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British Gas and SSE cut energy prices

(Update) British Gas cuts electricity prices by 5%, while Scottish and Southern Energy announces plans to reduce its gas prices by 4.5%.

British Gas and SSE cut energy prices

Minutes after British Gas announced an immediate 5% reduction in its electricity bills, Scottish and Southern Energy (SSE) revealed plans to cut its gas prices by 4.5% on the 26 March.

The price cuts will benefit around 3.5 million SSE gas customers and 5.3 million British Gas electricity customers. SSE also pledged that it will not raise its bills again before October 2012.

SSE customers, and M&S Energy customers, will see their typical gas bill, which rose by 18% in September, come down by around £28 a year.

Confusingly, this only equates to a 3.8% reduction rather than SSE's headline cut of 4.5% to the unit price of household gas. This is because while the reduction in unit price reflects the fact that wholesale prices have come down, the fixed charge associated with gas bills – meter readings, environmental obligations and supplying costs – is still the same, said a spokesperson for SSE.

Those on both single fuel and duel fuel tariffs with British Gas meanwhile will save £24 a year on their electricity bills. The move means British Gas is now the cheapest of the Big Six providers for electricity – though customers saw their electricity prices rise by 16% in August last year.

SSE's electricity prices and British Gas' gas prices, which rose 11% and 18% respectively last year, will stay the same.

Any customers on fixed rate or Economy 7 tariffs with either provider will not see a reduction in their bills.

Ian Peters, managing director of energy at British Gas, said: ‘We want to keep prices as low as possible for our customers. Household budgets are stretched, and we are doing everything we can to help our customers keep their bills down.’

In response to why it has not reduced its gas prices meanwhile, British Gas said: 'We have to buy energy in advance to protect our customers against any sharp spikes in prices – like we saw last winter. While there have been some short-term falls in the cost of gas, the longer term trend continues to be upward'.

Mark Todd, director of, said: ‘The maths doesn’t seem to add up so British Gas needs to do something on gas as well if they want to look like they are passing on wholesale falls fairly’.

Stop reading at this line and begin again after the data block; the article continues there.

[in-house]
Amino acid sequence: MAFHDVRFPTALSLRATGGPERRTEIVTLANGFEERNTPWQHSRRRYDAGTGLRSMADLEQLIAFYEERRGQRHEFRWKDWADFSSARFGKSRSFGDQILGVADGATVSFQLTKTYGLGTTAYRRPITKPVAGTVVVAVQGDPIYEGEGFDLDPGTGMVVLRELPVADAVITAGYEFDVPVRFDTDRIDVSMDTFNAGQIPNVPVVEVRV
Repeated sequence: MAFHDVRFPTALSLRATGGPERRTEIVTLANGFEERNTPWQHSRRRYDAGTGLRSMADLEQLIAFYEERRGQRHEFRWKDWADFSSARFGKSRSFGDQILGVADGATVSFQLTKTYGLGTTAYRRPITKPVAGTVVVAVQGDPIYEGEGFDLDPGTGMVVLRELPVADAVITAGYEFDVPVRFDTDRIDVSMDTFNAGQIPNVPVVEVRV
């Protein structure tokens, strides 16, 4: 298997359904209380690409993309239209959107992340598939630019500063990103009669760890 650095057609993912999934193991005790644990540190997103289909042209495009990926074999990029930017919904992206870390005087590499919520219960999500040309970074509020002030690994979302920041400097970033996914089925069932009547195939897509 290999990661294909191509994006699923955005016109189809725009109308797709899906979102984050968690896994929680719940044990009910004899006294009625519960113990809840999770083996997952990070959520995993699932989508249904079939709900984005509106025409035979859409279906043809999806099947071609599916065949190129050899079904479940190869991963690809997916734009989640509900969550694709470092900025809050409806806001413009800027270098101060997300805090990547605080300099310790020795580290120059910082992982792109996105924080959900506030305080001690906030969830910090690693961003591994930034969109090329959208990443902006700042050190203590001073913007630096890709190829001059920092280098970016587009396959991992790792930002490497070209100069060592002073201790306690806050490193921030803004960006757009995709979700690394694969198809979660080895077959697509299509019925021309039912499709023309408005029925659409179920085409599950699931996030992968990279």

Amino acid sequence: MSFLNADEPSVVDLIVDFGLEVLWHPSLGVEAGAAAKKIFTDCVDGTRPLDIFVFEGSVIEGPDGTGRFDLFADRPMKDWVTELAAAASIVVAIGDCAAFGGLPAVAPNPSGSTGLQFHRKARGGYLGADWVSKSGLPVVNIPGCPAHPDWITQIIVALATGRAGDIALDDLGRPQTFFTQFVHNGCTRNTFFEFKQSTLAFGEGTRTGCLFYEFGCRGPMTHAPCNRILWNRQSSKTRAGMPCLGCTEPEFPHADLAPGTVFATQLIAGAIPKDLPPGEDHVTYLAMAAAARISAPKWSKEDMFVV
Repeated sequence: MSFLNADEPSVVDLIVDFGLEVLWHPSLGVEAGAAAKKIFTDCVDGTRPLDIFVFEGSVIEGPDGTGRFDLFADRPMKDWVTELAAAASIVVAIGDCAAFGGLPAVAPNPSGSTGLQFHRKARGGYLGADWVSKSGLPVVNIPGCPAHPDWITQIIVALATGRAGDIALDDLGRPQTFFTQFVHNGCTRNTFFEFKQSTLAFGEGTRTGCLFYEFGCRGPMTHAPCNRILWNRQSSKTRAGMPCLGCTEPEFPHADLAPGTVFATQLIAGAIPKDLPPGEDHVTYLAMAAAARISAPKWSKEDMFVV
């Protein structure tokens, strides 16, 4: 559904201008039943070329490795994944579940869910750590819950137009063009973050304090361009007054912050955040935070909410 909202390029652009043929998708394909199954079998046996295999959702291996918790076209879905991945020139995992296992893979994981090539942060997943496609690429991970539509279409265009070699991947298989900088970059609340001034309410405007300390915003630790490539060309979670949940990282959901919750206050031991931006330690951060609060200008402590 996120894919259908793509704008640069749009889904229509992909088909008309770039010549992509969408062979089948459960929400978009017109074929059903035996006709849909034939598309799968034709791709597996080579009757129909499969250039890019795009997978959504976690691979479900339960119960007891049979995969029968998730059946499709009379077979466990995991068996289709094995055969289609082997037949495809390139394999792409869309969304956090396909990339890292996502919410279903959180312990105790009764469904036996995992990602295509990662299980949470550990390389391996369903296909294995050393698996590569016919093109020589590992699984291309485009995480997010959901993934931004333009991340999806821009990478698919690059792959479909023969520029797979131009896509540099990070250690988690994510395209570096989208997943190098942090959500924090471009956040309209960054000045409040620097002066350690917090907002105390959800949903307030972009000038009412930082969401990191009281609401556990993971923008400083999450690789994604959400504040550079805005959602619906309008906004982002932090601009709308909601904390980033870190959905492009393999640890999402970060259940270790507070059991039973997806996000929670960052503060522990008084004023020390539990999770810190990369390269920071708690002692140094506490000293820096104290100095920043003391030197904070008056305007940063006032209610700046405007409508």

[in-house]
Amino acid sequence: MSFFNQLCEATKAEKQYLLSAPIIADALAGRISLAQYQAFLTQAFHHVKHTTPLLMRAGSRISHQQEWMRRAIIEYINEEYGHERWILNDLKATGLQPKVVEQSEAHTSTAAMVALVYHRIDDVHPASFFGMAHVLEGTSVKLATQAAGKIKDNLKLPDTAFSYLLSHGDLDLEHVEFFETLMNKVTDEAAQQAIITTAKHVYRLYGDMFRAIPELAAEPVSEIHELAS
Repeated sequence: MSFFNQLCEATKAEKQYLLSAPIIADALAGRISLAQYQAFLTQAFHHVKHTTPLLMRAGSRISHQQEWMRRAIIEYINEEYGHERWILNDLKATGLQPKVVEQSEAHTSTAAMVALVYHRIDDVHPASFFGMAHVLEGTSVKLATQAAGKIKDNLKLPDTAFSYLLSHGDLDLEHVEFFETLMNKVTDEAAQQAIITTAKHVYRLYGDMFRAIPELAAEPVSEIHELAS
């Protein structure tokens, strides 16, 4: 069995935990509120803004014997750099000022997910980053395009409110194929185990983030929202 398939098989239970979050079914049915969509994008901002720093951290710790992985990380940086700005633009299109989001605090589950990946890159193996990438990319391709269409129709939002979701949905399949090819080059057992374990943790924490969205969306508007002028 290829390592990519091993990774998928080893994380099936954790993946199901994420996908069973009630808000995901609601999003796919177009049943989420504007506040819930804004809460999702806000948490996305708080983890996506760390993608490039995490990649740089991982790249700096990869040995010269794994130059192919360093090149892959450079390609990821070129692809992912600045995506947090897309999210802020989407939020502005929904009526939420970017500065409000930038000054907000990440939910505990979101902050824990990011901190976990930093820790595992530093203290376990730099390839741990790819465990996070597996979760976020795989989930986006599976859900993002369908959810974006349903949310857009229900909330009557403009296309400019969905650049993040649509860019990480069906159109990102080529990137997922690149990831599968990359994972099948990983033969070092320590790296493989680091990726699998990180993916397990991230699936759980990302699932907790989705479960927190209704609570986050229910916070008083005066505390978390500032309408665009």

‘Let’s not forget that wholesale gas prices are down to 53p / therm for winter gas, 25p or 32% down on what they were in early September. The wholesale price makes up 47% of the cost of supplying gas to a home (according to Ofgem) meaning that a 32% wholesale price drop would cut the costs of supply of gas to a home by around 15%,’ he said.

‘It will be fascinating to see what the remaining four members of the ‘Big Six’ do now because there are very real opportunities to increase customers if they play their cards right,’ he added.

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3 comments so far. Why not have your say?

Anthony Tinslay

Jan 12, 2012 at 13:52

No doubt that Brit. Gas has some serious thinking to do if it is to remain competitive. However I believe they are also in process of reducing the number of tarriffs they offer from over 20 down to less than 4 and to be effective come April/May. This reduction does appear to have serious adverse effects on their most loyal, long standing customers whom, like me do all online, submit their own readings and pay by direct debit. I am on something called Web Saver which gives a 6% reduction - when this changes in May as it now stands I will have to pay more since the maximum deduction is being reduced to 4%. Others in a similar position should make their own case with Brit. Gas as they "welcome customer input". or so they say.

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Jan 12, 2012 at 14:04

The simple answer will be to shop around when your tariff ends. If you've got all your readings, its easiest to do it yourself and not rely on the price comparison sites, everybody publishes their tariffs so its up to you. Don't expect the world to do it for you.

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Anthony Tinslay

Jan 12, 2012 at 14:31

We are in agreement Mark22 and I do. However unless one is prepared to change supplier up to four times a year all my figures show that there is little point in switching as all suppliers tend to even out over the long run. Worst thing to do seems to be to switch for a sudden promotion by one supplier as inevitably the price will soon turn against you. That works out almost as bad as responding to a knock on the door salesman. I find the best bet is to challenge your supplier to provide their cheapest deal available

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